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Medical workers approach the Israel-Gaza border fence on May 15, 2018. Photo: Spencer Platt/Getty Images

Anyone viewing this week's split-screen images of happy Israelis and Americans celebrating the U.S. embassy opening in Jerusalem alongside the confrontation and killing at the Israeli-Gaza border fence could be forgiven for writing off the prospects for peace.

Where it stands: Whether the two-state solution is merely dead or fully dead and buried, a number of factors have combined to stall its progress and make further deterioration much more likely. Yet in a Friday morning conversation I moderated at the Wilson Center with PLO chief negotiator Saeb Erekat and former Israeli negotiator Gilad Sher, a mutual conviction that the Israeli-Palestinian conflict can be resolved still emerged.

The players:

  • Netanyahu and Abbas: A deal will require committed leaders who are masters of their politics, not prisoners of their ideologies and constituencies. Abbas is too weak, unpopular and attached to inflexible negotiating positions, while Netanyahu has no intention of becoming the prime minister who divides Jerusalem and returns Israel to anything close to its June 1967 borders. Given the Hamas-Fatah split, the PLO cannot even claim that it controls all the guns of Palestine, let alone that it speaks for two million Gazans. Indeed, Hamas' orchestration of the March of Return and demonstrations in Gaza has further revealed that it’s on the front lines and Abbas is on the sidelines.
  • Trump administration: Opening an embassy in Jerusalem — tacit validation that Israel controls the city's east and west alike — has undermined the administration’s ability to be an effective, let alone honest, broker. If its pro-Israeli approach to Jerusalem and other issues isn’t balanced out in the administration's larger plan, it will fail, further diminishing U.S. credibility.
  • Arab states: Exhausted and fatigued by the Palestinian issue, key Arab states — most notably Saudi Arabia and the UAE — are more concerned by the threats from Iran and Sunnis jihadis and less inclined to fight for the Palestinian issue, much less press the U.S. for action. In fact, these states are moving closer to the Israelis, which has shifted pressure from the Palestinian issue.

The bottom line: For now, the Israeli-Palestinian arena will continue to see both confrontation and accommodation. Israelis, Palestinians and any would-be mediators are likely to remain caught between a two-state solution still too important to abandon and one that’s now just too hard to negotiate and implement.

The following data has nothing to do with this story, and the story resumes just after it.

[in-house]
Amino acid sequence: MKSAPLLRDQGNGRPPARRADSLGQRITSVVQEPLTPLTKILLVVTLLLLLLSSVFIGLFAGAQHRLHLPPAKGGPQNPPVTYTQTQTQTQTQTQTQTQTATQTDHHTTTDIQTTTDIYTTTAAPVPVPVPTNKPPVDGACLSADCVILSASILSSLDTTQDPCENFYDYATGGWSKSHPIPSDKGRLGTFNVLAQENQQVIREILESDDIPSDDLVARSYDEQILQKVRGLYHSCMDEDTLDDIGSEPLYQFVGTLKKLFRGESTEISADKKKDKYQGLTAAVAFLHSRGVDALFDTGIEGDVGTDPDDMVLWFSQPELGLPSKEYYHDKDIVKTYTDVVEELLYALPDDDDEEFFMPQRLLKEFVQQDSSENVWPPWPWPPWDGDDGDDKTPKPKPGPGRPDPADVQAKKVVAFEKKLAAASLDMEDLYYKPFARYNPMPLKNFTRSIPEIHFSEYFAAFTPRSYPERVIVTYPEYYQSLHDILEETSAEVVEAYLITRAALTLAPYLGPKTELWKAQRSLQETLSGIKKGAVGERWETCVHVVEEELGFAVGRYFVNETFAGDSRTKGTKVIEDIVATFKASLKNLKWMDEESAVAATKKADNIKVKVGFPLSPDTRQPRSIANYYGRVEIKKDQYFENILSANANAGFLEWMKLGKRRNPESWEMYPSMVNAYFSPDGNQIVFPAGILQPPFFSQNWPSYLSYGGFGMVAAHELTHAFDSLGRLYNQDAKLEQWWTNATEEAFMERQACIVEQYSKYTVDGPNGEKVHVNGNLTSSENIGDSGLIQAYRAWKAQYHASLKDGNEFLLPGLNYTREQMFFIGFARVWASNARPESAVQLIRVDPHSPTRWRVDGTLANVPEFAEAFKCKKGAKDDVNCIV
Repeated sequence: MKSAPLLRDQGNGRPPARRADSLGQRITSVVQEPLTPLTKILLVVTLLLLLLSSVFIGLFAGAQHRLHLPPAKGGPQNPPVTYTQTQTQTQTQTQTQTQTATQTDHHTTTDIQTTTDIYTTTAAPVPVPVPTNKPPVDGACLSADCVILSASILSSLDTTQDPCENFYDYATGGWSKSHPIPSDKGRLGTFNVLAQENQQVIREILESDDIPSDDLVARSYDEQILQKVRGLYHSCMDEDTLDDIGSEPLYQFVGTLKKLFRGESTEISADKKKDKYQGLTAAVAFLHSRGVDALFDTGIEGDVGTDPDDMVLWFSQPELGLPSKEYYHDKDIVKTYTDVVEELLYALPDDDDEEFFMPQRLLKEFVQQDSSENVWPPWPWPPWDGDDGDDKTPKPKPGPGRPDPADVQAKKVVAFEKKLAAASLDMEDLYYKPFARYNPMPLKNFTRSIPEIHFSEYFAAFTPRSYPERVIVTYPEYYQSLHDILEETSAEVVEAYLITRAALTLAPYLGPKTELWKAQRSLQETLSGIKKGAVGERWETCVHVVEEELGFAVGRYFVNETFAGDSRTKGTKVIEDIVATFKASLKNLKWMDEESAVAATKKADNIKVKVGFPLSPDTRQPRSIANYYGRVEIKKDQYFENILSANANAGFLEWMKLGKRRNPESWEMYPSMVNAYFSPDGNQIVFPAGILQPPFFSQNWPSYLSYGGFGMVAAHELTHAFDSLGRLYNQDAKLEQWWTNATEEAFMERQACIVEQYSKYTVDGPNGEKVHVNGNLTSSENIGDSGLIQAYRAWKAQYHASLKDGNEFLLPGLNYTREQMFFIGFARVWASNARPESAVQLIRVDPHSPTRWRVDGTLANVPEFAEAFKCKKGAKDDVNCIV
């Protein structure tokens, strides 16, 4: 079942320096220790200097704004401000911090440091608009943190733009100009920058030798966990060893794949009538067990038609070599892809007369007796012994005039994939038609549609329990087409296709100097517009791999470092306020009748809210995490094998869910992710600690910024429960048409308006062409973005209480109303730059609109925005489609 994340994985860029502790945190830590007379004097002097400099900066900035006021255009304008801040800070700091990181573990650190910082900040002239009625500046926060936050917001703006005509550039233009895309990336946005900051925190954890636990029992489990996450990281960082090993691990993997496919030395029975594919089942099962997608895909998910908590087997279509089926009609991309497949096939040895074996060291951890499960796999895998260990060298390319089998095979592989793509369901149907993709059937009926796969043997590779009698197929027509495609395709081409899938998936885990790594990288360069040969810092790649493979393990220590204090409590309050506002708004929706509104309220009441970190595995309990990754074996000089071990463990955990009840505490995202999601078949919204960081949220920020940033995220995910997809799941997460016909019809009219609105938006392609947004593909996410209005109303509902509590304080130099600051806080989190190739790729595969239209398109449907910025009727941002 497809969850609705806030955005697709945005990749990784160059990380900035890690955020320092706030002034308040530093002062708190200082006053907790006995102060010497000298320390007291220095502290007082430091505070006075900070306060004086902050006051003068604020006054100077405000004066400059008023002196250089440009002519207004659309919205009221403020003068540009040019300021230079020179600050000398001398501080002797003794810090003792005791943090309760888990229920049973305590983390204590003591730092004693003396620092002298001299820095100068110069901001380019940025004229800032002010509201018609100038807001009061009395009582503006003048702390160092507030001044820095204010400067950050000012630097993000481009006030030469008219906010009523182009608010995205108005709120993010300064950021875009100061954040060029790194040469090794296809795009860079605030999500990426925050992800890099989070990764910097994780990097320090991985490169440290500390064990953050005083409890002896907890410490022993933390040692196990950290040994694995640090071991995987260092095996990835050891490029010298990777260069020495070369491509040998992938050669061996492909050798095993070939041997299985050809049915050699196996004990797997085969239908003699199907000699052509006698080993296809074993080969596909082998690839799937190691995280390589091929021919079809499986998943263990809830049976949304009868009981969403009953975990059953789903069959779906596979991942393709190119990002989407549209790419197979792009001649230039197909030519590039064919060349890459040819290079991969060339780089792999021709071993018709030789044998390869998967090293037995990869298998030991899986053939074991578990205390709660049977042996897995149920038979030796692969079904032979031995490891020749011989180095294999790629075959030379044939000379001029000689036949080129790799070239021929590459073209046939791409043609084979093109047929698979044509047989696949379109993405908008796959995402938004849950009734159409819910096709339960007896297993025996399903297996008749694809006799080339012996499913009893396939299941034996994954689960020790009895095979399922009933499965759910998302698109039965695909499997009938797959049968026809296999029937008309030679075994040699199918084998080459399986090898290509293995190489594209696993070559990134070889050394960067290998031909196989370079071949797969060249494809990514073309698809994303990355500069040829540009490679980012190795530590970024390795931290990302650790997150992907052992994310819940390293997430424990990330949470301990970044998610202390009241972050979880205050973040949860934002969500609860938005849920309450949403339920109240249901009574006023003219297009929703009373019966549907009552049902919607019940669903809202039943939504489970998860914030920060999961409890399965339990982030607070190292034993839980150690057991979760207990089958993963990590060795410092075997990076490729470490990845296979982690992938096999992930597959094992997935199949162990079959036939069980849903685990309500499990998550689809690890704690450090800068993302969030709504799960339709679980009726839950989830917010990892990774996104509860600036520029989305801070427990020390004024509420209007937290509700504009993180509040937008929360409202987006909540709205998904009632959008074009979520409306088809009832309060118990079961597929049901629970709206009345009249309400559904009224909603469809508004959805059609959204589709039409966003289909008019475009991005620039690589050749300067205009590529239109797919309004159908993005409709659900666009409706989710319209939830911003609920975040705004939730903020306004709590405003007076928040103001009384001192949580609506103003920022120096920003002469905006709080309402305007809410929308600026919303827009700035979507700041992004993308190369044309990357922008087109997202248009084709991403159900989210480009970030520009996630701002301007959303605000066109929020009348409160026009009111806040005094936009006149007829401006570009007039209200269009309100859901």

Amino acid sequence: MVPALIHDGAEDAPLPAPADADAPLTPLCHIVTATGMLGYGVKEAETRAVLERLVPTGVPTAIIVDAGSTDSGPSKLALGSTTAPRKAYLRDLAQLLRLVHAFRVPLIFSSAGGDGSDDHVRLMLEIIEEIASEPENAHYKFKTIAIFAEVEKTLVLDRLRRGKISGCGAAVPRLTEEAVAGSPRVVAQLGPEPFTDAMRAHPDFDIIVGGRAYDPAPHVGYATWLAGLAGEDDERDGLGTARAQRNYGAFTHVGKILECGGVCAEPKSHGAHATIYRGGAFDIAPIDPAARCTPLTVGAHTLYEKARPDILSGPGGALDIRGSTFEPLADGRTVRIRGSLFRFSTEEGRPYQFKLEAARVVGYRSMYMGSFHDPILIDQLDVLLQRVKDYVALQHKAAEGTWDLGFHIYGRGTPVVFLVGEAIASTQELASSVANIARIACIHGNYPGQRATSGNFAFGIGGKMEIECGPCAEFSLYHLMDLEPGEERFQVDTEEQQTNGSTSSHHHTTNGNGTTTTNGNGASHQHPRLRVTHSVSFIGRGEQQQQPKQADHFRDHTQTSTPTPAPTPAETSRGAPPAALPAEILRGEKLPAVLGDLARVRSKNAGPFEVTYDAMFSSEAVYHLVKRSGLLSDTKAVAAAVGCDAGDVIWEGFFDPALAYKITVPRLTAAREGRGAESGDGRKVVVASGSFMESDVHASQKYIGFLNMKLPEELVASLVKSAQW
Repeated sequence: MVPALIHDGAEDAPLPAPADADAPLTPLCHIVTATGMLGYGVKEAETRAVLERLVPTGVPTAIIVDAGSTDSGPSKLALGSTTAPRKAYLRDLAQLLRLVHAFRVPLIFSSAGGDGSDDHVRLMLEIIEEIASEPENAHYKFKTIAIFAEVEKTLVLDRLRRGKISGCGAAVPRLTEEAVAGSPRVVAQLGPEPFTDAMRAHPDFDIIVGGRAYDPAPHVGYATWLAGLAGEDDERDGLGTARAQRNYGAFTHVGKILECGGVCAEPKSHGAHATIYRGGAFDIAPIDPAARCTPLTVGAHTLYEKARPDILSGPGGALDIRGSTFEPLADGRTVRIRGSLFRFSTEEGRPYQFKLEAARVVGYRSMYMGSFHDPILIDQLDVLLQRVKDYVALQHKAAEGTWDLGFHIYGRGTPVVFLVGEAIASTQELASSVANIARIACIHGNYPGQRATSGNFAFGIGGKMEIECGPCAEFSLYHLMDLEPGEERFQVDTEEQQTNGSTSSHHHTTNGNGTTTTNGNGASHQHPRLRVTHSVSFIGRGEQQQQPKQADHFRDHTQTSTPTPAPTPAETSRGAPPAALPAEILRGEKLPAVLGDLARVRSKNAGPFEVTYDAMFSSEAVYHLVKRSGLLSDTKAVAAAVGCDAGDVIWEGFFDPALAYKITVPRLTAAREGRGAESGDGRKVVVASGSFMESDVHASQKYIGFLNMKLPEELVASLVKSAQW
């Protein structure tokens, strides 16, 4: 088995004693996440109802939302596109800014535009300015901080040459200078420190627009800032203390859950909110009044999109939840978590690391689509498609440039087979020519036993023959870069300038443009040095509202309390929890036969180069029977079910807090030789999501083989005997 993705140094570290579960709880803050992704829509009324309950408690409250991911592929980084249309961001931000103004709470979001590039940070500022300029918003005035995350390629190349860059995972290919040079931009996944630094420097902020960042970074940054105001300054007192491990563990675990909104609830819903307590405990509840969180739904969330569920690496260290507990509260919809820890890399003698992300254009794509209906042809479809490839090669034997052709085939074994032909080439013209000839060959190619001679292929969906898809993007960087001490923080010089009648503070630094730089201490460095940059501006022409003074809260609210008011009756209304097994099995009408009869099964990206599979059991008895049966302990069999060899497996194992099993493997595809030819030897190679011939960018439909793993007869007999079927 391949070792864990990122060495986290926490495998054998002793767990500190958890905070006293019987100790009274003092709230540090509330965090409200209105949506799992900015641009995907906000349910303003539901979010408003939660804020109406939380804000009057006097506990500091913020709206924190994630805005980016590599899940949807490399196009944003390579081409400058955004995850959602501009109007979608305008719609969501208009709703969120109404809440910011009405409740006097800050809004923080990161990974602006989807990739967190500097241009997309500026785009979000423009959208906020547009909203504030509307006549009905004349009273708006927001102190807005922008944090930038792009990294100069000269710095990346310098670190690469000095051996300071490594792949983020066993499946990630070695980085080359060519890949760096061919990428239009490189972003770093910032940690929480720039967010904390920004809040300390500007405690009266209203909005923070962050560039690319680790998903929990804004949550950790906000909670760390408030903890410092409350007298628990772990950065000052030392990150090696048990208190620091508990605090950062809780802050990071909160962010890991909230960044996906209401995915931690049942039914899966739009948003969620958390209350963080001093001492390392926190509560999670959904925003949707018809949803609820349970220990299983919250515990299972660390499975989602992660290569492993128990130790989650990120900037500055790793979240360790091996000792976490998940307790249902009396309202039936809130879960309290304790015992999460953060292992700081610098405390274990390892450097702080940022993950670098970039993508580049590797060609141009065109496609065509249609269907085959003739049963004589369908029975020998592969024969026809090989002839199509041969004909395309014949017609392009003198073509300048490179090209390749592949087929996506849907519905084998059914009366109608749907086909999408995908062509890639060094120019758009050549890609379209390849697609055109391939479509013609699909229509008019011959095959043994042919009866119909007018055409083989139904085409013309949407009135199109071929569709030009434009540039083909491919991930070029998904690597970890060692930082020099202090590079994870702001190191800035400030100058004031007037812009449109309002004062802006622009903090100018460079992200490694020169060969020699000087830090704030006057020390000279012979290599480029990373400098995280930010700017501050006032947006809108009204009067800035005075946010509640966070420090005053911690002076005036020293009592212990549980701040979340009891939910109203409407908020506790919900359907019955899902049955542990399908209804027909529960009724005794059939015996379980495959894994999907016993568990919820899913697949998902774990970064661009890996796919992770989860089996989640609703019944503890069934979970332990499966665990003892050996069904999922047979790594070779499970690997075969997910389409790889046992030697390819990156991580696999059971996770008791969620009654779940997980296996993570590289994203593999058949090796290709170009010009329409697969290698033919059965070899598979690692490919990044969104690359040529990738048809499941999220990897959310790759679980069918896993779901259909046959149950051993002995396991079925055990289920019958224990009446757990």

Aaron David Miller is vice president for new initiatives and director of the Middle East Program at the Wilson Center and a former Middle East analyst and negotiator at the State Department.

Go deeper

57 mins ago - Politics & Policy

Trump to issue at least 100 pardons and commutations before leaving office

Photo: Mandel Ngan/AFP via Getty Images

President Trump plans to issue at least 100 pardons and commutations on his final full day in office Tuesday, sources familiar with the matter told Axios.

Why it matters: This is a continuation of the president's controversial December spree that saw full pardons granted to more than two dozen people — including former Trump campaign chair Paul Manafort, longtime associate Roger Stone and Charles Kushner, the father of Trump's senior adviser and son-in-law, Jared Kushner.

  • The pardons set to be issued before Trump exits the White House will be a mix of criminal justice ones and pardons for people connected to the president, the sources said.
  • CNN first reported this news.

Go deeper: Convicts turn to D.C. fixers for Trump pardons

Schumer's m(aj)ority checklist

Senate Minority Leader Chuck Schumer. Photo: Tasos Katopodis/Getty Images

Capitalizing on the Georgia runoffs, achieving a 50-50 Senate and launching an impeachment trial are weighty to-dos for getting Joe Biden's administration up and running on Day One.

What to watch: A blend of ceremonies, hearings and legal timelines will come into play on Tuesday and Wednesday so Chuck Schumer can actually claim the Senate majority and propel the new president's agenda.

The dark new reality in Congress

National Guard troops keep watch at security fencing. Photo: Kent Nishimura/Los Angeles Times via Getty Images

This is how bad things are for elected officials and others working in a post-insurrection Congress:

  • Rep. Norma Torres (D-Calif.) said she had a panic attack while grocery shopping back home.
  • Rep. Jim McGovern (D-Mass.) said police may also have to be at his constituent meetings.
  • Rep. Adam Kinzinger (R-Ill.) told a podcaster he brought a gun to his office on Capitol Hill on Jan. 6 because he anticipated trouble with the proceedings that day.